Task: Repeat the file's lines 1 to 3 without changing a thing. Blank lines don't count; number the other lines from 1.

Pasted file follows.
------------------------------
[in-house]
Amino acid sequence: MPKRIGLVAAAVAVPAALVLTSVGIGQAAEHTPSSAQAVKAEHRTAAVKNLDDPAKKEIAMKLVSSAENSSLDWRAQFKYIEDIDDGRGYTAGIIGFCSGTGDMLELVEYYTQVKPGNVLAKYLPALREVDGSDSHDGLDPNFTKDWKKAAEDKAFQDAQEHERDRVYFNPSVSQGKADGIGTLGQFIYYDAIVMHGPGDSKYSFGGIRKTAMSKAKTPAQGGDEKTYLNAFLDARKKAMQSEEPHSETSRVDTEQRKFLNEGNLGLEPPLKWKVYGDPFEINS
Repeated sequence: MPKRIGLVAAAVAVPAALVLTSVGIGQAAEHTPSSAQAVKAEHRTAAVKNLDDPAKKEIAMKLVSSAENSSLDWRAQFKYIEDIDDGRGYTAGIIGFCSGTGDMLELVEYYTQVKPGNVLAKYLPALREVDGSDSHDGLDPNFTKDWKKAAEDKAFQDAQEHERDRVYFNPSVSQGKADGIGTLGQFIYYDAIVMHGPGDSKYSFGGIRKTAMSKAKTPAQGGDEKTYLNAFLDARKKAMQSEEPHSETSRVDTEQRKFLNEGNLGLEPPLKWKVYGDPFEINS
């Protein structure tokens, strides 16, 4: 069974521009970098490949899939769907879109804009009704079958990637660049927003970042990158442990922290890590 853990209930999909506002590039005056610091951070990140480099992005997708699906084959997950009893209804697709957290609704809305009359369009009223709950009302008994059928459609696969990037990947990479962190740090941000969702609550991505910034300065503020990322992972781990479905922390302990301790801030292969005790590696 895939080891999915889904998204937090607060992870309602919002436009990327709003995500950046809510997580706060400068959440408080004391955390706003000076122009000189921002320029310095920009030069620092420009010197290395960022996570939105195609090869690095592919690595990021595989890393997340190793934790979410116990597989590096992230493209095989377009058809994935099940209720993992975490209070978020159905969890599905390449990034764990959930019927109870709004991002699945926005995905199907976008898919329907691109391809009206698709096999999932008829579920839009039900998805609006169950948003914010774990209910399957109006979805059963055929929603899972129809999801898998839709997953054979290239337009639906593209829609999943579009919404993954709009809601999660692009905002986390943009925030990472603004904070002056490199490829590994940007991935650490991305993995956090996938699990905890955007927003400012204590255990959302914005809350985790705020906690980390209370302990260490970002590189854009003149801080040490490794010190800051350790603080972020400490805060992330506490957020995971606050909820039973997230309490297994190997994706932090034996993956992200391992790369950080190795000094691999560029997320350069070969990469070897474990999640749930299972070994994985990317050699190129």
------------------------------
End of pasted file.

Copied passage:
[in-house]
Amino acid sequence: MPKRIGLVAAAVAVPAALVLTSVGIGQAAEHTPSSAQAVKAEHRTAAVKNLDDPAKKEIAMKLVSSAENSSLDWRAQFKYIEDIDDGRGYTAGIIGFCSGTGDMLELVEYYTQVKPGNVLAKYLPALREVDGSDSHDGLDPNFTKDWKKAAEDKAFQDAQEHERDRVYFNPSVSQGKADGIGTLGQFIYYDAIVMHGPGDSKYSFGGIRKTAMSKAKTPAQGGDEKTYLNAFLDARKKAMQSEEPHSETSRVDTEQRKFLNEGNLGLEPPLKWKVYGDPFEINS
Repeated sequence: MPKRIGLVAAAVAVPAALVLTSVGIGQAAEHTPSSAQAVKAEHRTAAVKNLDDPAKKEIAMKLVSSAENSSLDWRAQFKYIEDIDDGRGYTAGIIGFCSGTGDMLELVEYYTQVKPGNVLAKYLPALREVDGSDSHDGLDPNFTKDWKKAAEDKAFQDAQEHERDRVYFNPSVSQGKADGIGTLGQFIYYDAIVMHGPGDSKYSFGGIRKTAMSKAKTPAQGGDEKTYLNAFLDARKKAMQSEEPHSETSRVDTEQRKFLNEGNLGLEPPLKWKVYGDPFEINS